Nearly two hours before dawn Wednesday, the beaches on Hilton Head Island are empty.
The only sounds are of sloshing waves and the low hum of two all-terrain vehicles whose riders scan the 12 miles of beach for loggerhead hatchlings.
This is a banner nesting year on Hilton Head, where 199 nests have been discovered. It is the second largest nesting season since 1985 – the year the local Sea Turtle Protection Project began.
Loggerheads are setting records statewide and they're laying eggs in large numbers in North Carolina as well. Across South Carolina, more than 3,000 nests have been found and numbers are up in Georgia and Florida. But those numbers don't guarantee the species' continued survival.
Despite strong nesting, biologists warn the population of these rare turtles, which can weigh up to 300 pounds and live to be 100 years old, is still at risk.
The federal government is considering reclassifying loggerheads from threatened, the category they have occupied for 30 years, to endangered, said Barbara Schroeder, national sea turtle coordinator at the National Marine Fisheries Service.
“We have been concerned about the overall decline in nesting numbers over the past decade,” Schroeder said. “The nesting numbers this year seem to be a little better (in the Southeast U.S.).” Nests usually hold about 120 eggs.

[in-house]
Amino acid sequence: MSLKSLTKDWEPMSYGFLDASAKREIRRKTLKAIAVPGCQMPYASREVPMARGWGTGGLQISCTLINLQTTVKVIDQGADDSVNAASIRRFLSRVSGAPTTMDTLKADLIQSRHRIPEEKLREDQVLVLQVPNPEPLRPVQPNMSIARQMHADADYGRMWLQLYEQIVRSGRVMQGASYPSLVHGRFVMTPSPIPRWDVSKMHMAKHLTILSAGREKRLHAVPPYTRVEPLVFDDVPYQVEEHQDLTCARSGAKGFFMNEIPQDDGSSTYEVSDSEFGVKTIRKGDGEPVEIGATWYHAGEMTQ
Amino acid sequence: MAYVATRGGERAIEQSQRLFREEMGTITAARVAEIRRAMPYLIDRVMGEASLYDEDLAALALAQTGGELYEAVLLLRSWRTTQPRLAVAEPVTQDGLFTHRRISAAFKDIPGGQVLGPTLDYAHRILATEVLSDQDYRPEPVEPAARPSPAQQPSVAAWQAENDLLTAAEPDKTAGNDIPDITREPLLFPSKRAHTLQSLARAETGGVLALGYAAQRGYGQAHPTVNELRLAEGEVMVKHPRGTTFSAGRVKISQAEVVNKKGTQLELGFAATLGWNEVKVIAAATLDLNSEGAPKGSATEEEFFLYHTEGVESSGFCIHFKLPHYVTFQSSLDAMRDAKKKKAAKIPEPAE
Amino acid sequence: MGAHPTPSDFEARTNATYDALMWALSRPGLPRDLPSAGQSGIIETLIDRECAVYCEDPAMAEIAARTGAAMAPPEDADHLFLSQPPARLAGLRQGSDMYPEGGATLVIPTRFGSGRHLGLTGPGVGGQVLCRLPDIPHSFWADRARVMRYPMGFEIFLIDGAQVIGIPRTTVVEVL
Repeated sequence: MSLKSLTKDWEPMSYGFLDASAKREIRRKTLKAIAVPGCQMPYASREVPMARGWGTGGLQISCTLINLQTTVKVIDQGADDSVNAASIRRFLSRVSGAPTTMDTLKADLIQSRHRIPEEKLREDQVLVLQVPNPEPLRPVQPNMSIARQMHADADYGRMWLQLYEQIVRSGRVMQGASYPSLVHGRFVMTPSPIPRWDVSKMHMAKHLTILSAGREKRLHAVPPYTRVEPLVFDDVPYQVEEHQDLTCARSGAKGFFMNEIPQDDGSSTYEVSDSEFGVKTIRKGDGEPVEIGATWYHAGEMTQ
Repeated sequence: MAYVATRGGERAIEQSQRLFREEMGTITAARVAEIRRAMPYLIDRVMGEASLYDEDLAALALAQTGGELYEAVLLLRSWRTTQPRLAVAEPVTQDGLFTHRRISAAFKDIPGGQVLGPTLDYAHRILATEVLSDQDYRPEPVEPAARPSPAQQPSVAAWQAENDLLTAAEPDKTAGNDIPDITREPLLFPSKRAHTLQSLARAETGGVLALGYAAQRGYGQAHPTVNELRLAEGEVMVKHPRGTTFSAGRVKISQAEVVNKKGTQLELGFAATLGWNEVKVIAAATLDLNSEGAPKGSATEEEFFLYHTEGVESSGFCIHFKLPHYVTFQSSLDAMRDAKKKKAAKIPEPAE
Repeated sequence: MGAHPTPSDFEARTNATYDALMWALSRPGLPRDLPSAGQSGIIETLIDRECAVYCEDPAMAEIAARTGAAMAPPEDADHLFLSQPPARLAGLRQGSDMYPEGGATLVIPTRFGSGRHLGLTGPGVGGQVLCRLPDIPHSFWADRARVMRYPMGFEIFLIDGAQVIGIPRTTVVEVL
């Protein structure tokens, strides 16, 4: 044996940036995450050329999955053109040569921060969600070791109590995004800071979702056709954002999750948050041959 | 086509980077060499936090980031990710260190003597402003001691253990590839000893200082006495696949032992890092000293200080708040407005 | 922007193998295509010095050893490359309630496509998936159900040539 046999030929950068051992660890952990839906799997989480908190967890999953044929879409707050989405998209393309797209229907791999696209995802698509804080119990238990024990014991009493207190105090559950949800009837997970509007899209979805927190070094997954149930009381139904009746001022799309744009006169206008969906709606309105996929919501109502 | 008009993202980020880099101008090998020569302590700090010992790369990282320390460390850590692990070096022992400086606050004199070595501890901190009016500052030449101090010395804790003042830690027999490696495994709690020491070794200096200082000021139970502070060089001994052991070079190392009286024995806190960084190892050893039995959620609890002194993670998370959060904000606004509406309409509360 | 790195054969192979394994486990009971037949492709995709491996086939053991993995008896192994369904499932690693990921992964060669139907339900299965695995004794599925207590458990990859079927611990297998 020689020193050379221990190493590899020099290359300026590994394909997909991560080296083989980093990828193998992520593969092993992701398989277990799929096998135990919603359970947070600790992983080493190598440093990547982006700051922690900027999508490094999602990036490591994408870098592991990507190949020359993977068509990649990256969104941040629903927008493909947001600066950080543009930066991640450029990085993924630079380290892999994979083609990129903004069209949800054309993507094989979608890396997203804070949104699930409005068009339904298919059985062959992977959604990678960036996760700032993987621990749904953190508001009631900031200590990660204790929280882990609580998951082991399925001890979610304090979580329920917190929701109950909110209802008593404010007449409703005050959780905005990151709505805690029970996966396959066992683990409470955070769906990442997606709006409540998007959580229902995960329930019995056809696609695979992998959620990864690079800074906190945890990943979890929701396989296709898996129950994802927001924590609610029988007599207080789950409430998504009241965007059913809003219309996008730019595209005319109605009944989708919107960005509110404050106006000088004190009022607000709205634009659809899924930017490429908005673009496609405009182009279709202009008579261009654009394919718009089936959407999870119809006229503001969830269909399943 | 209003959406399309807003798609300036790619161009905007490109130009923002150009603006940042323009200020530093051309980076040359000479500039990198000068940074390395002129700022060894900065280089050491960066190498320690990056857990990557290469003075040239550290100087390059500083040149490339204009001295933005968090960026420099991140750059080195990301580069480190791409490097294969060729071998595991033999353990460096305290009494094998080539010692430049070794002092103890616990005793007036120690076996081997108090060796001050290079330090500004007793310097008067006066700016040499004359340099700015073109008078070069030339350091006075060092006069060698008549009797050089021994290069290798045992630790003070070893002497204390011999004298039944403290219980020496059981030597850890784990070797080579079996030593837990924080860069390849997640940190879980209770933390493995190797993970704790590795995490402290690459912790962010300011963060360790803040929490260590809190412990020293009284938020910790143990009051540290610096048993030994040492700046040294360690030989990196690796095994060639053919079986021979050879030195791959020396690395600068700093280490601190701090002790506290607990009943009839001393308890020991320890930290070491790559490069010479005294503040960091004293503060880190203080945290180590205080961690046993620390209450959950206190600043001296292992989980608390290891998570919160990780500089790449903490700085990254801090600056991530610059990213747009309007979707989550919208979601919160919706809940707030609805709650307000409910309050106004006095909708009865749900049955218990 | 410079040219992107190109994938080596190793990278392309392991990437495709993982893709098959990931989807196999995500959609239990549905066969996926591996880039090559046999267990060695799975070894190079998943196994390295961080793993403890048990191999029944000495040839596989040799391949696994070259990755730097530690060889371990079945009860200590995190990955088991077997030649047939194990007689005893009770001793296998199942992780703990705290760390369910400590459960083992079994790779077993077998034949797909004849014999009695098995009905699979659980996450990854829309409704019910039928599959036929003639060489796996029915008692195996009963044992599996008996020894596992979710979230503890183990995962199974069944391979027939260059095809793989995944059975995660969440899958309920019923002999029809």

Hatchlings remain in the nest about 50 days.
Changing the status depends on a global review of the species, which is currently under way.
Carlos Chacon, natural history manager at the Coastal Discovery Museum, said the change would “step up preservation.”
The museum and the Town of Hilton Head Island manage the local protection project, which sends patrollers to search and mark every nest from May through July.
Later in the season, patrollers mark nests where turtles are about to hatch with green ribbon. They check it after three days. If hatchlings are stuck inside, they help the animals make their way to the water. Patrollers also collect DNA samples from the eggs or dead turtles.
That helps researchers track nesting patterns.
At a nest on Folly Field Beach, Chacon digs two feet into the sand.
A number of hatchlings emerged from this same nest Friday, but six of the tiny creatures weren't quite ready for the wider world, said Sarah Skigen, patroller and natural resources associate for Hilton Head.
“Yeah, they are ready now,” Chacon said as he pulled out a hatchling the size of a child's palm.
But he only finds five hatchlings. There's a crab hole nearby, which likely accounts for the missing turtle. There are other dangers. The hatchlings use each one another's shoulders to push their way out of the nest. Some get left behind or don't hatch at the same time.
As he picks up the loggerheads, they move their flippers as if swimming and lift their heads every so often, the way they will at sea when they breathe.